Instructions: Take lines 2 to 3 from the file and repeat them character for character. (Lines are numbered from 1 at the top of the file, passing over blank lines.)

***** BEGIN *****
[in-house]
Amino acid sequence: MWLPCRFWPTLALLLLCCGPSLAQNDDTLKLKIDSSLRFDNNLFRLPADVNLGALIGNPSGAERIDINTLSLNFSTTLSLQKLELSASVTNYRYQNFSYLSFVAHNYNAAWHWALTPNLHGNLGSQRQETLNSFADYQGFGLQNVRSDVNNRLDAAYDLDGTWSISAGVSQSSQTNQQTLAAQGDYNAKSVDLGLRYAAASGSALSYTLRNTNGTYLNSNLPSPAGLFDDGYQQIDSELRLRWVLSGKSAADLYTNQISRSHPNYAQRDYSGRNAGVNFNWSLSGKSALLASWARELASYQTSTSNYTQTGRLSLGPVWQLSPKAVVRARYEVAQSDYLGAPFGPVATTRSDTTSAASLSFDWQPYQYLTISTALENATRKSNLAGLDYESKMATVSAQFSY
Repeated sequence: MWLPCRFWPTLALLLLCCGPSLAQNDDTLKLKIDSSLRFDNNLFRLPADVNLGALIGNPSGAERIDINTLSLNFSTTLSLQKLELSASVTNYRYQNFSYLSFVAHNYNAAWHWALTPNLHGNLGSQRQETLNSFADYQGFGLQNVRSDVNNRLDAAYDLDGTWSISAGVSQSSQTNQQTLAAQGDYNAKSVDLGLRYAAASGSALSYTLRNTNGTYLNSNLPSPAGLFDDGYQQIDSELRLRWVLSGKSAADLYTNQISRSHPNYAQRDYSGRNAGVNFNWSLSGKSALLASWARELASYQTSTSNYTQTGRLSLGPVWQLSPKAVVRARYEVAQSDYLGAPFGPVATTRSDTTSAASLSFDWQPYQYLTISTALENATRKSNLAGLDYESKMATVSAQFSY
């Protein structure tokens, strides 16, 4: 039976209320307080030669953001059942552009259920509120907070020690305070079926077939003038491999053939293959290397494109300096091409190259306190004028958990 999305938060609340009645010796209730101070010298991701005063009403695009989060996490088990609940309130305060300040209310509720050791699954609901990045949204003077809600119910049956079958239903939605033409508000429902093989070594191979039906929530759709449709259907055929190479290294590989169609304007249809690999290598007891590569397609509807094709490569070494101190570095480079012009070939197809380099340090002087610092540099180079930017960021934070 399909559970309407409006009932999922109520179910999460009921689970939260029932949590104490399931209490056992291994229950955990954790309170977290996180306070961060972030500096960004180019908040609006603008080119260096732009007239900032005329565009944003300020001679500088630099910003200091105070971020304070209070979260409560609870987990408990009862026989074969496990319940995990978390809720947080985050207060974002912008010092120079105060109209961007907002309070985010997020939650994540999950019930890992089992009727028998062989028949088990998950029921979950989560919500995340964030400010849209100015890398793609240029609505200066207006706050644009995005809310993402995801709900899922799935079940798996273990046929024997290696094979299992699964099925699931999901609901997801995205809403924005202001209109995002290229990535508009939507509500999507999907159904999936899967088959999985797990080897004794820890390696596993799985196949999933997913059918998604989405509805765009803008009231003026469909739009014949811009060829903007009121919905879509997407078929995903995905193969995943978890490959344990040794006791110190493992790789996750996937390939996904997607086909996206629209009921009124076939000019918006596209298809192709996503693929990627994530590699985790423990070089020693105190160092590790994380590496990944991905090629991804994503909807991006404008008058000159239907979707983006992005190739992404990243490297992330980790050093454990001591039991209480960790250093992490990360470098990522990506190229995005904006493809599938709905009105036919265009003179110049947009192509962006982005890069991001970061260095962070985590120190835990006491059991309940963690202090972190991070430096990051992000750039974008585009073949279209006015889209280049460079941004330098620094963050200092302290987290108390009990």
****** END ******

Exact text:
Amino acid sequence: MWLPCRFWPTLALLLLCCGPSLAQNDDTLKLKIDSSLRFDNNLFRLPADVNLGALIGNPSGAERIDINTLSLNFSTTLSLQKLELSASVTNYRYQNFSYLSFVAHNYNAAWHWALTPNLHGNLGSQRQETLNSFADYQGFGLQNVRSDVNNRLDAAYDLDGTWSISAGVSQSSQTNQQTLAAQGDYNAKSVDLGLRYAAASGSALSYTLRNTNGTYLNSNLPSPAGLFDDGYQQIDSELRLRWVLSGKSAADLYTNQISRSHPNYAQRDYSGRNAGVNFNWSLSGKSALLASWARELASYQTSTSNYTQTGRLSLGPVWQLSPKAVVRARYEVAQSDYLGAPFGPVATTRSDTTSAASLSFDWQPYQYLTISTALENATRKSNLAGLDYESKMATVSAQFSY
Repeated sequence: MWLPCRFWPTLALLLLCCGPSLAQNDDTLKLKIDSSLRFDNNLFRLPADVNLGALIGNPSGAERIDINTLSLNFSTTLSLQKLELSASVTNYRYQNFSYLSFVAHNYNAAWHWALTPNLHGNLGSQRQETLNSFADYQGFGLQNVRSDVNNRLDAAYDLDGTWSISAGVSQSSQTNQQTLAAQGDYNAKSVDLGLRYAAASGSALSYTLRNTNGTYLNSNLPSPAGLFDDGYQQIDSELRLRWVLSGKSAADLYTNQISRSHPNYAQRDYSGRNAGVNFNWSLSGKSALLASWARELASYQTSTSNYTQTGRLSLGPVWQLSPKAVVRARYEVAQSDYLGAPFGPVATTRSDTTSAASLSFDWQPYQYLTISTALENATRKSNLAGLDYESKMATVSAQFSY